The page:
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NEW YORK -- The Super Bowl halftime show press conference is like a little leftover slice of media day, with extra cheese.
On Thursday in the Time Warner Center's Rose Theater, Bruno Mars was introduced to a bevy of entertainment reporters -- including former Destiny’s Child member Michelle Williams, who asked the first few questions for a celebrity "news" show. She asked him if he had any fun surprises for his show.
Mars flashed a smile and said, "It's cold. That's the surprise."
The rest of the session was not nearly as illuminating as the show itself promises to be. We learned Mars grew up in Hawaii, once performed magic tricks for Pro Bowl cheerleaders and uses a lot of product in his pompadour.
“I’ve got three gallons of hair spray in this thing, I’m good.” Mars said.
It was the cotton candy equivalent of a snack, a small fluff of substance spun into threads and held together with a lot of hairspray. It was unintentionally funny, as Pepsi’s Simon Lowden introduced Mars as the "world’s biggest entertainer," only to have Mars come out and find the microphone a bit over his head.
"You got an apple box for me?" Mars said.
There couldn't be a bigger contrast between Mars and the opera singer chosen to sing the national anthem, Renee Fleming. Just before Mars started his ... whatever that was, Fleming breezed gracefully through a press conference with a point -- that the NFL has broken with pop, at least for part of the program.
“We are in a niche that is 400 years old and has range at the heart of it,” Fleming said.
Fleming was introduced as the “Peyton Manning of the opera world,” according to the NFL’s Brian McCarthy. She walked out and said the stage felt like familiar territory since it was still Lincoln Center.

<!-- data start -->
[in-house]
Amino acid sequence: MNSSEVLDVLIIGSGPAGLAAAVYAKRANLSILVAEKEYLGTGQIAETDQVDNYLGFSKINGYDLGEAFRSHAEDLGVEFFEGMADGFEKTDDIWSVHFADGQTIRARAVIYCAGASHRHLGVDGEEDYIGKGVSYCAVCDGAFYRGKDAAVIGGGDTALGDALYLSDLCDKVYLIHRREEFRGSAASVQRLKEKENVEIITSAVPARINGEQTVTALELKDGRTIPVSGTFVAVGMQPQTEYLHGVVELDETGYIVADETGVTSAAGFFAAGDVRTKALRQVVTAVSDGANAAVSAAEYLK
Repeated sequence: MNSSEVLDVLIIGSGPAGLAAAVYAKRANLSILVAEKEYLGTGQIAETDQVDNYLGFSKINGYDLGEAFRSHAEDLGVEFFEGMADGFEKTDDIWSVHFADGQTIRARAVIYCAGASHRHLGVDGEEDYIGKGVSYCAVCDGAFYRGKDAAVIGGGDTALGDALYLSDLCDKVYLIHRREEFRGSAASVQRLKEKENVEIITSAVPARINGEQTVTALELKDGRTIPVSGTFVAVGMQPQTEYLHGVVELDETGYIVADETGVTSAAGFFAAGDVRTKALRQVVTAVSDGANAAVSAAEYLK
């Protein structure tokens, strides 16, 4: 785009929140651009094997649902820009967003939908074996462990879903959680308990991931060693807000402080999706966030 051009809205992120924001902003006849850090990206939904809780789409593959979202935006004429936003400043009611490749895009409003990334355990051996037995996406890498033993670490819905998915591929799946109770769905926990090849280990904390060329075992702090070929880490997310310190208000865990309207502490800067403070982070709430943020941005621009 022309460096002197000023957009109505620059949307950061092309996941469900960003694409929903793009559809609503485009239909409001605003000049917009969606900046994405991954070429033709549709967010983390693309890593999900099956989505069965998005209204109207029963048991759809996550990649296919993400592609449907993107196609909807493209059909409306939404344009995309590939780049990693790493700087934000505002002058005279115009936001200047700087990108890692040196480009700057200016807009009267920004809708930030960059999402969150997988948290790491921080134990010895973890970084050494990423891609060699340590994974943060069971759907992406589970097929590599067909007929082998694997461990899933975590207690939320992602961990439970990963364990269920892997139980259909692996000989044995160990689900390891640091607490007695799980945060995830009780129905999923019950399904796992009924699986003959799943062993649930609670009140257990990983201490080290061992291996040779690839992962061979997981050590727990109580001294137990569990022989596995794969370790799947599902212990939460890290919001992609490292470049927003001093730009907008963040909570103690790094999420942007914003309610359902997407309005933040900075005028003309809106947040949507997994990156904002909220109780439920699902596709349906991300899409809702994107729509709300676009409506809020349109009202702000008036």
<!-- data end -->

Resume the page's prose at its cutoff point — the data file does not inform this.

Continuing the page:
How different are the two performers? Let’s see how they answered some of the same questions.
What was your preparation like for the Super Bowl?
FLEMING: “I’ve probably sung through it in my mind and vocally 800 times in the last three weeks.”
MARS: "We just started practicing two nights ago."
Goal with your performance?
FLEMING: "Luciano Pavarotti sang phenomenally for the World Cup one year and it changed his life, changed his career entirely. The national anthem is something that everyone knows and feels so strongly about, so above all I feel a tremendous responsibility to the 200th anniversary of the national anthem, so it’s a tremendous honor."
MARS: "I hope to get people dancing, get people smiling."
How are you a different performer from ones chosen in the past?
FLEMING: "There have been top, top, top performers, mainstream -- and sometimes country -- performing in this spot. I applaud them for doing something different this year."
MARS: "I feel like I'm still a new artist and the NFL is such a prestigious organization that they give the new guy a shot and I'm so grateful for that."
What do you expect from the experience?
FLEMING: “I work in a world that is completely no tech, zero amplification and all live acoustic music. So I expect to be really distracted by the amount of sound coming from the system from the size of the stadium, from the audience and visual of the JumboTron.”
MARS: “No matter where I perform it’s my job to uplift the people. So whether I’m performing at a graduation party, a wedding, a bar mitzvah, the Grammys, the Super Bowl, I’m going to give it all I got -- whatever happens, happens. I ain't scared if that's what you think!"
Who are you rooting for?
FLEMING: "This is my NFL history: I grew up in Rochester but my family were [from] Pennsylvania, die-hard Steelers fans ... This year I'm neutral and I'm just excited to be here."
MARS: "Now you're trying to get me in trouble!"
Sadly, Fleming's story, which is a milestone for a trained professional, will probably get lost in the flash and amplification of the halftime show.
Come back daily for more on the issues, logistics and personalities surrounding Super Bowl XLVIII.